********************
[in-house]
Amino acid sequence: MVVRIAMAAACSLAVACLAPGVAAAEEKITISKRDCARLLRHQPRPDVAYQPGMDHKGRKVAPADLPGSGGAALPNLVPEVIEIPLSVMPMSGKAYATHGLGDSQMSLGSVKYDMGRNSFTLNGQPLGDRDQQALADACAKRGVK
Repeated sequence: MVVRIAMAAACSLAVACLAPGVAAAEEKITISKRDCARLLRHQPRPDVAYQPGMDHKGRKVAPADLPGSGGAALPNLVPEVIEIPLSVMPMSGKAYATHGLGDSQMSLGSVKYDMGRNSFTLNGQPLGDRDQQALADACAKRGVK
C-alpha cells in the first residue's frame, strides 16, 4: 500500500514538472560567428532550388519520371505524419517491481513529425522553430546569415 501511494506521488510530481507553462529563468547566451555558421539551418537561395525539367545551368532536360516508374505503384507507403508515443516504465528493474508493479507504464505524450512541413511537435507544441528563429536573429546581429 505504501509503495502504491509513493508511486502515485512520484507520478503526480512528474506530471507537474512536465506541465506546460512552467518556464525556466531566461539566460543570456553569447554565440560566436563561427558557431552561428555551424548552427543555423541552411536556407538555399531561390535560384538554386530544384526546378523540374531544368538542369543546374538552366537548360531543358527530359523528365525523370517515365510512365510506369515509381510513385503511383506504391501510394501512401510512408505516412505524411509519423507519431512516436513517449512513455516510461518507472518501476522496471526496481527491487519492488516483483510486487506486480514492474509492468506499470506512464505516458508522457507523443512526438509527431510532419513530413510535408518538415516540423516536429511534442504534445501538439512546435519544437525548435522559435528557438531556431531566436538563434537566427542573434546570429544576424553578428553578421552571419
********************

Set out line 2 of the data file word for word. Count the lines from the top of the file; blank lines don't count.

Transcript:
Amino acid sequence: MVVRIAMAAACSLAVACLAPGVAAAEEKITISKRDCARLLRHQPRPDVAYQPGMDHKGRKVAPADLPGSGGAALPNLVPEVIEIPLSVMPMSGKAYATHGLGDSQMSLGSVKYDMGRNSFTLNGQPLGDRDQQALADACAKRGVK